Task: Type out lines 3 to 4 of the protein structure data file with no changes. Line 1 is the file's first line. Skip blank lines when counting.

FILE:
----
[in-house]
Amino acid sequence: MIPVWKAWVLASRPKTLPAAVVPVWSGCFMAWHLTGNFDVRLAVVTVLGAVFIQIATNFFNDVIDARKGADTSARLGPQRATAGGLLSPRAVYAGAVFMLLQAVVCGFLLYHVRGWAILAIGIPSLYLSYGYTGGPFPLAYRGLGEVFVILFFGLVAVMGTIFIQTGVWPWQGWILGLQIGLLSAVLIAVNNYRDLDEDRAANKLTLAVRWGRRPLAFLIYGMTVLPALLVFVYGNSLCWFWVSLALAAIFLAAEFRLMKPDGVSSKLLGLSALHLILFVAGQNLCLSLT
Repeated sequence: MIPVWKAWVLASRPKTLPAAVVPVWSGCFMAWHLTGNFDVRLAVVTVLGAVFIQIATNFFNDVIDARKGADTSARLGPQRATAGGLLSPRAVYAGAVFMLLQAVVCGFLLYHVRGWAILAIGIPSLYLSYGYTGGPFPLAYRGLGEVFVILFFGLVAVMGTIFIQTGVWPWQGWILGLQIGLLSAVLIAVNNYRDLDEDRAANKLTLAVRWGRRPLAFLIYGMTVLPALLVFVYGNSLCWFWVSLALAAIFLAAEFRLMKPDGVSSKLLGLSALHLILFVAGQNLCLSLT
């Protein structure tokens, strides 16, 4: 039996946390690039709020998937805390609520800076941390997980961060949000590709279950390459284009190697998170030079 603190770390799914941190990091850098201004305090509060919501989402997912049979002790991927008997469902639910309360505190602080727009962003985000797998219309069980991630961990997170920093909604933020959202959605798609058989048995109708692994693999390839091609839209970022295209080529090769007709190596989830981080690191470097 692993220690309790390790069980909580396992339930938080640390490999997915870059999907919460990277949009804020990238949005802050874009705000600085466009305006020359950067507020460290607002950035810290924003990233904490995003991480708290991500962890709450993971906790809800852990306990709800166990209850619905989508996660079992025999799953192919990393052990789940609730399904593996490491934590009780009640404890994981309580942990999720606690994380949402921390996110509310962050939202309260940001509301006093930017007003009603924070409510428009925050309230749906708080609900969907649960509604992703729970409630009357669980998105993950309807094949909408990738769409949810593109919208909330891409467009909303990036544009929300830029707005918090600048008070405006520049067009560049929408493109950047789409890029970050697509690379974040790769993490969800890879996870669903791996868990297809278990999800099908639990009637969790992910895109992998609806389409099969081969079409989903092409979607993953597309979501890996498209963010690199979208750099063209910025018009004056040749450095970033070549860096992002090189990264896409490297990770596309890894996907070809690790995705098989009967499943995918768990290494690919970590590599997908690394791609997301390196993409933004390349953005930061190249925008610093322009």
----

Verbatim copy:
Repeated sequence: MIPVWKAWVLASRPKTLPAAVVPVWSGCFMAWHLTGNFDVRLAVVTVLGAVFIQIATNFFNDVIDARKGADTSARLGPQRATAGGLLSPRAVYAGAVFMLLQAVVCGFLLYHVRGWAILAIGIPSLYLSYGYTGGPFPLAYRGLGEVFVILFFGLVAVMGTIFIQTGVWPWQGWILGLQIGLLSAVLIAVNNYRDLDEDRAANKLTLAVRWGRRPLAFLIYGMTVLPALLVFVYGNSLCWFWVSLALAAIFLAAEFRLMKPDGVSSKLLGLSALHLILFVAGQNLCLSLT
């Protein structure tokens, strides 16, 4: 039996946390690039709020998937805390609520800076941390997980961060949000590709279950390459284009190697998170030079 603190770390799914941190990091850098201004305090509060919501989402997912049979002790991927008997469902639910309360505190602080727009962003985000797998219309069980991630961990997170920093909604933020959202959605798609058989048995109708692994693999390839091609839209970022295209080529090769007709190596989830981080690191470097 692993220690309790390790069980909580396992339930938080640390490999997915870059999907919460990277949009804020990238949005802050874009705000600085466009305006020359950067507020460290607002950035810290924003990233904490995003991480708290991500962890709450993971906790809800852990306990709800166990209850619905989508996660079992025999799953192919990393052990789940609730399904593996490491934590009780009640404890994981309580942990999720606690994380949402921390996110509310962050939202309260940001509301006093930017007003009603924070409510428009925050309230749906708080609900969907649960509604992703729970409630009357669980998105993950309807094949909408990738769409949810593109919208909330891409467009909303990036544009929300830029707005918090600048008070405006520049067009560049929408493109950047789409890029970050697509690379974040790769993490969800890879996870669903791996868990297809278990999800099908639990009637969790992910895109992998609806389409099969081969079409989903092409979607993953597309979501890996498209963010690199979208750099063209910025018009004056040749450095970033070549860096992002090189990264896409490297990770596309890894996907070809690790995705098989009967499943995918768990290494690919970590590599997908690394791609997301390196993409933004390349953005930061190249925008610093322009």